Times Staff Writer

Next fall, the networks’ emphasis will be on laughter, extended and single-unit families, with an ample supply of widows, widowers and divorced citizens on hand. And the battle against evil-doers by cops, gumshoes and such will continue without letup.

A look at the new prime-time schedules of NBC, CBS and ABC made public in the last weeks shows a total of 32 new and returning sitcoms on tap next fall, with 13 on NBC, 10 on CBS and 9 on ABC. (That 13 for first-place NBC is the highest number it’s ever had on its roster.)

But crime-fighting as a pastime also remains popular, with 17 new and returning police, private-eye and action-adventure series in store--seven on CBS, and five each on NBC and ABC, with one new ABC cop show offering law and order, family and widowerhood.


That series, “Cold Steel and Neon,” stars Robert Desiderio as a tough detective and devoted family man whose wife was killed. He’s been left to raise two young teen-agers. He sees them in the daytime and works at night.

Besides NBC’s returning hit “The Golden Girls,” other comedy or dramatic series featuring widowers or widows include ABC’s new “Life With Lucy,” which returns 74-year-old Lucille Ball to weekly TV, and two new NBC entries--the new Loni Anderson comedy, “Easy Street,” and the one-hour “Our House” with Wilford Brimley, who plays a widower. His daughter, played by Deidre Hall, also has been recently widowed.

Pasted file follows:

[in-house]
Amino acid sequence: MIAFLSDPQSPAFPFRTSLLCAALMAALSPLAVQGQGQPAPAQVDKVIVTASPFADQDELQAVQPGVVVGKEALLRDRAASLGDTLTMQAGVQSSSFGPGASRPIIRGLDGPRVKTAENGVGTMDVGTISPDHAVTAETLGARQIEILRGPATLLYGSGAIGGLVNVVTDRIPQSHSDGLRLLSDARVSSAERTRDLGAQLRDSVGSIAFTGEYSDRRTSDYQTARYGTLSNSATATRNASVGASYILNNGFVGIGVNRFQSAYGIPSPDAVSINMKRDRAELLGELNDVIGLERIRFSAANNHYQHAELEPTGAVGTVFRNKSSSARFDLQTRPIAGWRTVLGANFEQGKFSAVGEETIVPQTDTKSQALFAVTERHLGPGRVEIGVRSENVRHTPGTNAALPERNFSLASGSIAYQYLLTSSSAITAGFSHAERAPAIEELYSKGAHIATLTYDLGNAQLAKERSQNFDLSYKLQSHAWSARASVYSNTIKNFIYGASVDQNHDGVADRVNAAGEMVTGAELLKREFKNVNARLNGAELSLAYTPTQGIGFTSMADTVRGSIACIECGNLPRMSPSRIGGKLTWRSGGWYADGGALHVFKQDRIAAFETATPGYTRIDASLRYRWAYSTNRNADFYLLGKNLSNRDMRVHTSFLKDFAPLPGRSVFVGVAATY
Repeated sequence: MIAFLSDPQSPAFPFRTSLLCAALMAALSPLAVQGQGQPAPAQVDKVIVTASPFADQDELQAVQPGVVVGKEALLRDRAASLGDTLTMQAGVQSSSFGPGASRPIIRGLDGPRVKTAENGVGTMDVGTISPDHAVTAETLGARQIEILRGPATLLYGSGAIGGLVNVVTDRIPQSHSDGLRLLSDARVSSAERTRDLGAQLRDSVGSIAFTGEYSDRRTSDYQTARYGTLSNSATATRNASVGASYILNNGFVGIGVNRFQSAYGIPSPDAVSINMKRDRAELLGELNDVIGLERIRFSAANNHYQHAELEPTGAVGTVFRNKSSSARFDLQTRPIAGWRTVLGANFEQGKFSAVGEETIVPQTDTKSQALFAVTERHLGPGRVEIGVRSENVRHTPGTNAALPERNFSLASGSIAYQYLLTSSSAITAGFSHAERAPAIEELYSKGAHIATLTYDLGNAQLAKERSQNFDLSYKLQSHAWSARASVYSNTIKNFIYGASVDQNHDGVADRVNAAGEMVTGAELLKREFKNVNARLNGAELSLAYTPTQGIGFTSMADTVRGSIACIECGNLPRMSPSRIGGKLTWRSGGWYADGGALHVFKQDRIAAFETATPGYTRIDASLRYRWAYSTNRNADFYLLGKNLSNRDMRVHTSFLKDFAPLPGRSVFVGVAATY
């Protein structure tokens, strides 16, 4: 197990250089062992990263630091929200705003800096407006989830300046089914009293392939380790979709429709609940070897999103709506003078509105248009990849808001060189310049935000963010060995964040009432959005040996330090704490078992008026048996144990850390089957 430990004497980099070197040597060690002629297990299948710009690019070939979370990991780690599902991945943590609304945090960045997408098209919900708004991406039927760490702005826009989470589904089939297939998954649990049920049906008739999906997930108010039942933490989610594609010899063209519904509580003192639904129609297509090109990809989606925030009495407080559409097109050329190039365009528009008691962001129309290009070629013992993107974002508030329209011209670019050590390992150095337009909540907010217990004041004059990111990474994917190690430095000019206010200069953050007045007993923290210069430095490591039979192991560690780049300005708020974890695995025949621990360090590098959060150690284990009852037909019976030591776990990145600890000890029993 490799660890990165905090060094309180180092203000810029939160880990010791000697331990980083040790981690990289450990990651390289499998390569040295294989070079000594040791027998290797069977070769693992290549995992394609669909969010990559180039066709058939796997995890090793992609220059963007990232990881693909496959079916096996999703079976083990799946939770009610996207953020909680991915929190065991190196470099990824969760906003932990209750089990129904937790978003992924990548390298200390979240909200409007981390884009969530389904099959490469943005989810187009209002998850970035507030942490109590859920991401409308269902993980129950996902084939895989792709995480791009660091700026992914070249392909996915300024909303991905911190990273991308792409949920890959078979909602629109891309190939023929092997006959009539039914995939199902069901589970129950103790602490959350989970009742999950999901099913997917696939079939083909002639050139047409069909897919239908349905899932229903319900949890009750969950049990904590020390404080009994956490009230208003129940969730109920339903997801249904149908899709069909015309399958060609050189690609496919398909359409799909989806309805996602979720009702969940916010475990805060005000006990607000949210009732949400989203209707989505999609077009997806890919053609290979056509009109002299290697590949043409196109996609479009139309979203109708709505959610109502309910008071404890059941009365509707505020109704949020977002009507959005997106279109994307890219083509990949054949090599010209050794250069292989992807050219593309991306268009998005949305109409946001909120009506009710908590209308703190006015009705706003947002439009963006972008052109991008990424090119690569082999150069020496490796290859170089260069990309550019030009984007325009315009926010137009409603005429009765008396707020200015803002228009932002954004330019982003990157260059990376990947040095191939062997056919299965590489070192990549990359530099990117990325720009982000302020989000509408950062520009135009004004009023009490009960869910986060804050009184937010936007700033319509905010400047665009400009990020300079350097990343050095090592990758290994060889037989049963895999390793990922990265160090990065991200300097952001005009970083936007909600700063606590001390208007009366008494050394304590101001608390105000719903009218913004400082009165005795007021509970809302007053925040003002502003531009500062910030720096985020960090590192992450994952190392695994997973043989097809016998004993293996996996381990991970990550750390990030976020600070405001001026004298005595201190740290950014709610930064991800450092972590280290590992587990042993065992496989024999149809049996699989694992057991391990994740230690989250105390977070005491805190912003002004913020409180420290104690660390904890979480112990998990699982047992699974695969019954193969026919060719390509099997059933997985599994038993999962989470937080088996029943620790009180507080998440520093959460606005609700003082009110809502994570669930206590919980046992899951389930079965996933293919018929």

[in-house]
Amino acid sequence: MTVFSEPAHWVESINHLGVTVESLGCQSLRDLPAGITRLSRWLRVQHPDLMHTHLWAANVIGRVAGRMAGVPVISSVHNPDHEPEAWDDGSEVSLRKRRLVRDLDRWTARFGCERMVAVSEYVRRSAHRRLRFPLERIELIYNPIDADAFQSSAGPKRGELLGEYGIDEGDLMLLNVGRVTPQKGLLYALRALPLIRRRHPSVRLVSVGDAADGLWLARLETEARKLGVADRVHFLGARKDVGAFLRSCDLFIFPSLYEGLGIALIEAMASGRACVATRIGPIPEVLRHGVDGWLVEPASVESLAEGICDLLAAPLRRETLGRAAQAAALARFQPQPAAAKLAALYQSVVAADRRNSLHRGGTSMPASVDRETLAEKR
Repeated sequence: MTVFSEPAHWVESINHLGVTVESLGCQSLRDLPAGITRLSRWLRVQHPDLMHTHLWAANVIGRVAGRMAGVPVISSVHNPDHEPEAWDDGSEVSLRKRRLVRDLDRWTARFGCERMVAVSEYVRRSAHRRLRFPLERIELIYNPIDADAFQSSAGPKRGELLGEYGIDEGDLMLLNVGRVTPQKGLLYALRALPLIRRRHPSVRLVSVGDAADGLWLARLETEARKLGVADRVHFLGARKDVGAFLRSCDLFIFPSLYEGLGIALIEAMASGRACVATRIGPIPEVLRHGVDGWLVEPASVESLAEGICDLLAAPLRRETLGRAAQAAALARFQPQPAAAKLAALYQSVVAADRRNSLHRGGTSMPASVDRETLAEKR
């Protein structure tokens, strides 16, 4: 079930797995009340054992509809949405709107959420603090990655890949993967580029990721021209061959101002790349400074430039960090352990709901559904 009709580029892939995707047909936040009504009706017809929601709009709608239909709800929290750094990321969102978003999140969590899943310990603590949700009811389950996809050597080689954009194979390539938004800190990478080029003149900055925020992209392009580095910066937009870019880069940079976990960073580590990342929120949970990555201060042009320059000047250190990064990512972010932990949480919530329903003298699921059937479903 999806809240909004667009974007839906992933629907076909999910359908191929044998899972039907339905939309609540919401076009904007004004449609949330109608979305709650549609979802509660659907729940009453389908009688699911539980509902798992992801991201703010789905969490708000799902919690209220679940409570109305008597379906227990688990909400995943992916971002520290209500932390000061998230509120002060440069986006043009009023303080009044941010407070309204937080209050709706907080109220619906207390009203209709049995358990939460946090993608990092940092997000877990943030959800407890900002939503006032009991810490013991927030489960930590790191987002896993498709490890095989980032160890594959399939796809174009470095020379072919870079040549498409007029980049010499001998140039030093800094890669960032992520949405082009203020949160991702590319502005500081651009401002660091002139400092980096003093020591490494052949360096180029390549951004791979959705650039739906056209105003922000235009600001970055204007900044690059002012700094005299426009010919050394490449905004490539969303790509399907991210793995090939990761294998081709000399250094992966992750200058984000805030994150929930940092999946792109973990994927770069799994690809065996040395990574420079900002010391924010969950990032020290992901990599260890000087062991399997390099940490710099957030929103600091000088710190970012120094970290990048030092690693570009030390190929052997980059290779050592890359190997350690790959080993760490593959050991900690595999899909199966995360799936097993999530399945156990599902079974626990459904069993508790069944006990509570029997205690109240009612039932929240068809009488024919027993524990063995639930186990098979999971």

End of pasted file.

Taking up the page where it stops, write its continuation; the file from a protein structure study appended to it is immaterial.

It is clearly a good time to be a widow or widower. But divorce, taboo in the 1950s when network executives wanted happy people with happy problems, also will be well-represented in the coming season, albeit primarily involving women in comedy series.

In addition to CBS’ returning “Kate & Allie” and Don Johnson’s well-known divorced detective on NBC’s “Miami Vice,” there is CBS’ new comedy “Designing Women,” which has four female leads. Two are divorcees, one of whom has been through the marital mill three times.

There also is ABC’s new “The Ellen Burstyn Show,” a comedy in which both divorce and widowhood are plot ingredients. The Oscar-winning actress plays an Eastern college professor who tried marriage again after a divorce, only to wind up a widow.

Into her life and brownstone house in Baltimore come her daughter and the latter’s young son. The daughter is a divorcee.